In some councils many decisions on contract awards seem to still be made by Councillors in committee. Why? What can they possibly add?

    I have seen tenders scored by Councillors or Officials plainly using criteria that weren’t in the contract definition. Companies could challenge but whats the point? You are then damned for ever more by the Council or Department

    Just look at how many procurement challenges there are in the Courts. Not surprising perhaps but then look at how many of them are won by the applicants because of problems in the process eg the Department using criteria not in the bid / introducing additional factors or just plain making irrational decisions

  • FuturePhysicist

    Let’s look at this very plain and simple, the people here elect politicians into opposition in Westminster, and to be frank virtually into opposition in Europe as well, nearly every council has a governing lot and an opposing lot and the political vectors don’t really change and the politicians don’t get really any tougher.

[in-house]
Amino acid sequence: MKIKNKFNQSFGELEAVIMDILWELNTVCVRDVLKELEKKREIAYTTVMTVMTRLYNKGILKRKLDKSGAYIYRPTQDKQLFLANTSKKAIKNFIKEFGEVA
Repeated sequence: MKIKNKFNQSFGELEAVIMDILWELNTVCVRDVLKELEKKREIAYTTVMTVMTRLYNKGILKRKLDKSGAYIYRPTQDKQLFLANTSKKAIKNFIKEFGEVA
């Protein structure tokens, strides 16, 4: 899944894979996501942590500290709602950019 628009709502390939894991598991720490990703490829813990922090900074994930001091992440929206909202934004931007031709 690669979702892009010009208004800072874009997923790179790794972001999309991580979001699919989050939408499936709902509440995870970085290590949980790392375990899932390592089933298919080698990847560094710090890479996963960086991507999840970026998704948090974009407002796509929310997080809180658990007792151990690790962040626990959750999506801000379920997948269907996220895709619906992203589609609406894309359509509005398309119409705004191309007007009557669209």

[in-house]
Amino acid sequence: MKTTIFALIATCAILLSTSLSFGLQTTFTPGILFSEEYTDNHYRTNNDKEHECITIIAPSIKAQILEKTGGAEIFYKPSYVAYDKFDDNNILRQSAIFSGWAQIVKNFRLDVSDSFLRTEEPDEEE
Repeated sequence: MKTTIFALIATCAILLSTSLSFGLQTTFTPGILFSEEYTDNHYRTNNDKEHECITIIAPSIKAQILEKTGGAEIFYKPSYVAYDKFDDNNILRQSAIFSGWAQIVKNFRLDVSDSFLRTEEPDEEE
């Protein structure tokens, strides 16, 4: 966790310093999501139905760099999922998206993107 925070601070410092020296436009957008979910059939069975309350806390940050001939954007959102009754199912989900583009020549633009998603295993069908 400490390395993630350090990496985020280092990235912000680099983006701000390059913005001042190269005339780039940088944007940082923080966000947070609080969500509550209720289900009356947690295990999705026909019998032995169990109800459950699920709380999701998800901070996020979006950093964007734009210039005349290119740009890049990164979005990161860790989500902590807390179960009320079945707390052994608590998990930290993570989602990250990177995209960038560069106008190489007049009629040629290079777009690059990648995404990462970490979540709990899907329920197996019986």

We all know what’s likely to happen if an opposition were introduced, journalists would give up on understanding issues like health, social and regional development, education and higher education, trade and employment, justice, agriculture, culture, arts and sports, even cohesion, sharing and integration.

    It will simply be a sectarian head count for its own sake, and deep down I feel with the exception of a few, that’s all our journalists know. Our journalists don’t have a thick skin, they are weak skinned, they cannot objectively criticise political policy without bringing back the old sectarian arguments. They are the malignant reminders of anger, hate and violence and trying to control your fellow man. Oppositions lead into a new wave of politics, I see nothing in most of today’s media that would not have been said by them 15 years ago.